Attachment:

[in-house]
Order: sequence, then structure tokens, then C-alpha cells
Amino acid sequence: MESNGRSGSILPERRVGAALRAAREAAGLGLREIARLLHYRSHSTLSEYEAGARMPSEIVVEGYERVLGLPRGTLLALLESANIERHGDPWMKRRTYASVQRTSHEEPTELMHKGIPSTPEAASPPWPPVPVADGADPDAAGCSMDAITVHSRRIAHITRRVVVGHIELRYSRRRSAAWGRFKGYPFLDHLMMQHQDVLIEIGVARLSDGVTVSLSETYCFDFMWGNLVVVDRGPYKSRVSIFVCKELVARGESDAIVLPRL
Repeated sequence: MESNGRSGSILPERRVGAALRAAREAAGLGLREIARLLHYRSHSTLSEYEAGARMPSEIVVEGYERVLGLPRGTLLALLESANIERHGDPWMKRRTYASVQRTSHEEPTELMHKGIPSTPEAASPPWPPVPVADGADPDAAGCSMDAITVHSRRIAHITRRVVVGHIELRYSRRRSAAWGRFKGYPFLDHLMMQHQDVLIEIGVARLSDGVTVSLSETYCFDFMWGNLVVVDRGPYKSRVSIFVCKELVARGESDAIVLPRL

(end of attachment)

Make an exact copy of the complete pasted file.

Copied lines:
[in-house]
Order: sequence, then structure tokens, then C-alpha cells
Amino acid sequence: MESNGRSGSILPERRVGAALRAAREAAGLGLREIARLLHYRSHSTLSEYEAGARMPSEIVVEGYERVLGLPRGTLLALLESANIERHGDPWMKRRTYASVQRTSHEEPTELMHKGIPSTPEAASPPWPPVPVADGADPDAAGCSMDAITVHSRRIAHITRRVVVGHIELRYSRRRSAAWGRFKGYPFLDHLMMQHQDVLIEIGVARLSDGVTVSLSETYCFDFMWGNLVVVDRGPYKSRVSIFVCKELVARGESDAIVLPRL
Repeated sequence: MESNGRSGSILPERRVGAALRAAREAAGLGLREIARLLHYRSHSTLSEYEAGARMPSEIVVEGYERVLGLPRGTLLALLESANIERHGDPWMKRRTYASVQRTSHEEPTELMHKGIPSTPEAASPPWPPVPVADGADPDAAGCSMDAITVHSRRIAHITRRVVVGHIELRYSRRRSAAWGRFKGYPFLDHLMMQHQDVLIEIGVARLSDGVTVSLSETYCFDFMWGNLVVVDRGPYKSRVSIFVCKELVARGESDAIVLPRL